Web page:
Ilfracombe Museum contains many photographs and relics from the line, including a gradient post and one of the concrete station name boards from Ilfracombe Station (both visible outside the building).
Members of a group on the social networking site Facebook entitled "Reversing Beeching - the Ilfracombe Line" first mooted the idea of forming a real-world preservation society. On 22 March 2015 members of the group held their first meeting and agreed to apply for charity status to help forward the project's aims. The Combe Rail group on Facebook was launched the following day and a website followed soon afterwards. On 23 October 2015 Combe Rail obtained Registered Charity status with the intention of establishing a heritage railway on the trackbed of the Ilfracombe-Barnstaple line as well as lobbying for a full reopening in the future.
In January 2019, Campaign for Better Transport released a report identifying the line was listed as Priority 2 for reopening. Priority 2 is for those lines which require further development or a change in circumstances (such as housing developments).
- Southern Railway routes west of Salisbury
- Other local railway attractions:
- Anon (18 July 1878). "Calendar for the Week". The Cornishman (Volume 1, Number 1). p. 8.
- C F Dendy Marshall, History of the Southern Railway, Ian Allan, Shepperton, 1982 reprint (revised by Kidner), ISBN 0 7110 0059 X
- Peter Semmens, Great Western Railway -- 1: Consolidation 1923 - 1929, George Allen and Unwin, London, 1985, ISBN 0-04-385104-5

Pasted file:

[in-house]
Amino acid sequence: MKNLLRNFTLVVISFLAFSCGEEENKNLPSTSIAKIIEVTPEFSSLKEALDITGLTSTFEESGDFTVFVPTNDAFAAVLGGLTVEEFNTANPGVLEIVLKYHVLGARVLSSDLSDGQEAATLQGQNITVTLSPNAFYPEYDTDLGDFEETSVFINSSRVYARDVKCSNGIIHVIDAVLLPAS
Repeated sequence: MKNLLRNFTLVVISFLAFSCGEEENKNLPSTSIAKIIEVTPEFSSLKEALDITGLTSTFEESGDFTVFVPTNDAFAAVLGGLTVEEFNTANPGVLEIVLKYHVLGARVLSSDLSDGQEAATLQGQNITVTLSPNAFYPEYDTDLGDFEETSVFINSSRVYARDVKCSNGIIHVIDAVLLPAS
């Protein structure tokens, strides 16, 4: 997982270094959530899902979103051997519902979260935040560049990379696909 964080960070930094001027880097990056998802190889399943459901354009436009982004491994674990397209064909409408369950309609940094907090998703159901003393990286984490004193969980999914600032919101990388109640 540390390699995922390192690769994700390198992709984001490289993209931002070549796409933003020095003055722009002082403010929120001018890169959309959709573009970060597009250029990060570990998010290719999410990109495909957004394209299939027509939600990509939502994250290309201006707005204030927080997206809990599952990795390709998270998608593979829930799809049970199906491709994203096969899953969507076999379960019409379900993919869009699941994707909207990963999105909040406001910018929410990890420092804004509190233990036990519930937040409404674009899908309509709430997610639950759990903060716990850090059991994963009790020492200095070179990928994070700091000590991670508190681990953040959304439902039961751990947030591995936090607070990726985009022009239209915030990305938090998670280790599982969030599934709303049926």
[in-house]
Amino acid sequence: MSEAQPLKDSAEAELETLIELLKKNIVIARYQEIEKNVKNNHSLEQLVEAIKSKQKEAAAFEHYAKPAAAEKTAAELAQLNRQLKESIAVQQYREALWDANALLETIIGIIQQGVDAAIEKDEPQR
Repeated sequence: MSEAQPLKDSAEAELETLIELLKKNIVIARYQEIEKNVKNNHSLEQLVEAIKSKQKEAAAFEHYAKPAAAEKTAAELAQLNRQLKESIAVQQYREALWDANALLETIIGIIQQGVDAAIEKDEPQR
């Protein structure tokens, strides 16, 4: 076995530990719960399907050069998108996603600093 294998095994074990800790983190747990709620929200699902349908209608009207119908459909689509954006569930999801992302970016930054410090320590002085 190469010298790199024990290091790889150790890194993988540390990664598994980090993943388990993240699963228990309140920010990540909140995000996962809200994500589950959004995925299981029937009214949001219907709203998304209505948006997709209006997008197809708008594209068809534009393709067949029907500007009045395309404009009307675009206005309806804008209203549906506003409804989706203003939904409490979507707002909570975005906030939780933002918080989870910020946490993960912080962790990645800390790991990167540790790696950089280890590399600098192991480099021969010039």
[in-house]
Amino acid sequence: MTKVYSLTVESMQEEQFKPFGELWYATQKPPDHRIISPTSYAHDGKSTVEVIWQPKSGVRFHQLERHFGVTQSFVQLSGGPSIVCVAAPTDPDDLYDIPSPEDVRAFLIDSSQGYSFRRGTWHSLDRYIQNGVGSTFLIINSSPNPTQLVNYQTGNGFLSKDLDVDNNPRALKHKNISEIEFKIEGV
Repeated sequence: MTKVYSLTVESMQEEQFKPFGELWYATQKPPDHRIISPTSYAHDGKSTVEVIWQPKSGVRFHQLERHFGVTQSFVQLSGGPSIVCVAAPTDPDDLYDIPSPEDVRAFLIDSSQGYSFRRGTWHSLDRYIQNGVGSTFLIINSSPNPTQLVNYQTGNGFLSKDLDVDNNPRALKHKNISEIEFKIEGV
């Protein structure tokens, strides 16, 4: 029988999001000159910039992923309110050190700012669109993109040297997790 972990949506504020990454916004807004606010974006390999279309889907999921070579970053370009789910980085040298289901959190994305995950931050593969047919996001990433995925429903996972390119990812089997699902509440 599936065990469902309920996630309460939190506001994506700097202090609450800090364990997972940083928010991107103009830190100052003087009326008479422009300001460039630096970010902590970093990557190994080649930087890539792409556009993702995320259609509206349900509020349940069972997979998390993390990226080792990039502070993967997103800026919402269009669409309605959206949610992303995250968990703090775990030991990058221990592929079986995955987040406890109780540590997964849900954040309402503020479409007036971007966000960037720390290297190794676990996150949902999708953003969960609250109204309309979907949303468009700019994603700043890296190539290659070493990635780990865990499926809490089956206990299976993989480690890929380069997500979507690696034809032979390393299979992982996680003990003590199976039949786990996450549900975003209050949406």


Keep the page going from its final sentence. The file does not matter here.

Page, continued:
- McRae, Andrew (1998). British Railways Camping Coach Holidays: A Tour of Britain in the 1950s and 1960s. Scenes from the Past: 30 (Part Two). Foxline. p. 59. ISBN 1-870119-53-3.
- "Ilfracombe railway link with Barnstaple could return thanks to Combe Rail project - North Devon Journal". Archived from the original on 11 August 2015. Retrieved 12 January 2016.
- "Charity framework". Retrieved 12 January 2016.
- "Bid to set up Ilfracombe heritage railway". Retrieved 12 January 2016.
-  p.42
- A regional history of the Railways of Great Britain. Volume 1 The West Country. David & Charles. 1960.
- Thompson, Victor (1983). Back along the lines - North Devon's Railways. Badger Books. ISBN 0-946290-03-2.
- Maggs, Colin. The Barnstaple & Ilfracombe Railway. Oakwood Press. ISBN 0-85361-368-0.
- Mitchell, Vic; Smith, Keith (1993). Branch Line to Ilfracombe. Middleton Press. ISBN 1-873793-21-9.
- Nicholas, John (1998). The Ilfracombe line. Irwell Press. ISBN 1-871608-77-5.
- "Southern gone west! – The Ilfracombe branch; part 1". Back Track magazine. Vol. 18 no. 7. July 2004.
- "Southern gone west! – The Ilfracombe branch; part 2". Back Track magazine. Vol. 18 no. 9. September 2004.
|Wikimedia Commons has media related to Ilfracombe branch line.|
- "BRB Network for Development Plans 1967" (PDF). (501 KiB)
- Barnstaple to Ilfracombe Branch Line – Comprehensive 'then-and-now' photo guide of the line, with OS maps.
- Further details of the stations, including maps and grid references.
- The Ilfracombe Goods locomotive – article with pictures (from the K&ESR's 'Colonel Stephens Museum' website)]
- Pictures of the final train inspecting the line
- Barnstaple to Ilfracombe Railway 1874-1970, Explore Braunton project, Undated. Accessed: 27 January 2010.
- Combe Rail website
- Combe Rail group on Facebook
- 1898 BFI National Archive footage - enginefront view